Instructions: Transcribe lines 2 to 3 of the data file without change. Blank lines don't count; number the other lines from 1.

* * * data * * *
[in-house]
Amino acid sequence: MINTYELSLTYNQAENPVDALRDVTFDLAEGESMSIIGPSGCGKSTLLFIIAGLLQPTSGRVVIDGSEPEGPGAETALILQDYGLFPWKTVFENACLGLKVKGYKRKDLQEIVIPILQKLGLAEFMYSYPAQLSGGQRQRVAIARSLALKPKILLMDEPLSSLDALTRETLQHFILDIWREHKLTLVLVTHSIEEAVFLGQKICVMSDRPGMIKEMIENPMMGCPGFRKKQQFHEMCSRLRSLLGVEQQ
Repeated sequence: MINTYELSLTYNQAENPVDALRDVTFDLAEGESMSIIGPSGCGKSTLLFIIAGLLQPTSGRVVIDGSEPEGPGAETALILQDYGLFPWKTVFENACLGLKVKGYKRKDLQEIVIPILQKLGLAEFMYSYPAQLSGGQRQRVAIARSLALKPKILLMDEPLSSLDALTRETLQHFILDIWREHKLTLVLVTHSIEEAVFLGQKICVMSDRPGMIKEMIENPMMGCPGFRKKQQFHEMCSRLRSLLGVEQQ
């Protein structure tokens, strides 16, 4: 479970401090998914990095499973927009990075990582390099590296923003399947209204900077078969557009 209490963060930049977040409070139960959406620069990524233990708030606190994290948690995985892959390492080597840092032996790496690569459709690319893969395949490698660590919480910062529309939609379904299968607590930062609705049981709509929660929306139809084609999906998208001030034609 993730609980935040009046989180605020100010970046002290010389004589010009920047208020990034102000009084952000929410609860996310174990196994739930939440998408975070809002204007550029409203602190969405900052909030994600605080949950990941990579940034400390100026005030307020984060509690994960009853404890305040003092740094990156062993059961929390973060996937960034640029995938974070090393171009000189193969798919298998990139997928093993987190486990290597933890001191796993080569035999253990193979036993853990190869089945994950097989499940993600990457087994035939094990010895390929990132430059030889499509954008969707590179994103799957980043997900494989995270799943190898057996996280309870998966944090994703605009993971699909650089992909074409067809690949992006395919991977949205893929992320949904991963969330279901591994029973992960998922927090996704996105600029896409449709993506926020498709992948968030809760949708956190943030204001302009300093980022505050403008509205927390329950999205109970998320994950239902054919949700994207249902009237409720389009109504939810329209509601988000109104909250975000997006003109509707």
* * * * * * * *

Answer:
Amino acid sequence: MINTYELSLTYNQAENPVDALRDVTFDLAEGESMSIIGPSGCGKSTLLFIIAGLLQPTSGRVVIDGSEPEGPGAETALILQDYGLFPWKTVFENACLGLKVKGYKRKDLQEIVIPILQKLGLAEFMYSYPAQLSGGQRQRVAIARSLALKPKILLMDEPLSSLDALTRETLQHFILDIWREHKLTLVLVTHSIEEAVFLGQKICVMSDRPGMIKEMIENPMMGCPGFRKKQQFHEMCSRLRSLLGVEQQ
Repeated sequence: MINTYELSLTYNQAENPVDALRDVTFDLAEGESMSIIGPSGCGKSTLLFIIAGLLQPTSGRVVIDGSEPEGPGAETALILQDYGLFPWKTVFENACLGLKVKGYKRKDLQEIVIPILQKLGLAEFMYSYPAQLSGGQRQRVAIARSLALKPKILLMDEPLSSLDALTRETLQHFILDIWREHKLTLVLVTHSIEEAVFLGQKICVMSDRPGMIKEMIENPMMGCPGFRKKQQFHEMCSRLRSLLGVEQQ